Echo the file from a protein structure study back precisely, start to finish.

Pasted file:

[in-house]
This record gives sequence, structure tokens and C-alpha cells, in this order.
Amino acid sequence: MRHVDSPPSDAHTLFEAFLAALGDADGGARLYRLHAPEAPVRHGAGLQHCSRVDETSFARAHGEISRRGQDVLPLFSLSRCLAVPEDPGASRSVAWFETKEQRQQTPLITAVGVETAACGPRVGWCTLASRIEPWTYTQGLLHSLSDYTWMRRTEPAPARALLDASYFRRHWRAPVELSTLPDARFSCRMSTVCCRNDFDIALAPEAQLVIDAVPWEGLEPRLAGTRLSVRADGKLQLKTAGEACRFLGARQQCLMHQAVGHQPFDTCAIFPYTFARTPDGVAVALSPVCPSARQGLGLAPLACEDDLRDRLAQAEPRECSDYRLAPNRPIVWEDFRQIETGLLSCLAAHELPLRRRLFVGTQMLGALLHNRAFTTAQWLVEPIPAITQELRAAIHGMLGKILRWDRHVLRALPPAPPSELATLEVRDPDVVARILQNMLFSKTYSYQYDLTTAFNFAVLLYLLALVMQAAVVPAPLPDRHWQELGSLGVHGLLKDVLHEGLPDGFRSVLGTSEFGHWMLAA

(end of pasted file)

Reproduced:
[in-house]
This record gives sequence, structure tokens and C-alpha cells, in this order.
Amino acid sequence: MRHVDSPPSDAHTLFEAFLAALGDADGGARLYRLHAPEAPVRHGAGLQHCSRVDETSFARAHGEISRRGQDVLPLFSLSRCLAVPEDPGASRSVAWFETKEQRQQTPLITAVGVETAACGPRVGWCTLASRIEPWTYTQGLLHSLSDYTWMRRTEPAPARALLDASYFRRHWRAPVELSTLPDARFSCRMSTVCCRNDFDIALAPEAQLVIDAVPWEGLEPRLAGTRLSVRADGKLQLKTAGEACRFLGARQQCLMHQAVGHQPFDTCAIFPYTFARTPDGVAVALSPVCPSARQGLGLAPLACEDDLRDRLAQAEPRECSDYRLAPNRPIVWEDFRQIETGLLSCLAAHELPLRRRLFVGTQMLGALLHNRAFTTAQWLVEPIPAITQELRAAIHGMLGKILRWDRHVLRALPPAPPSELATLEVRDPDVVARILQNMLFSKTYSYQYDLTTAFNFAVLLYLLALVMQAAVVPAPLPDRHWQELGSLGVHGLLKDVLHEGLPDGFRSVLGTSEFGHWMLAA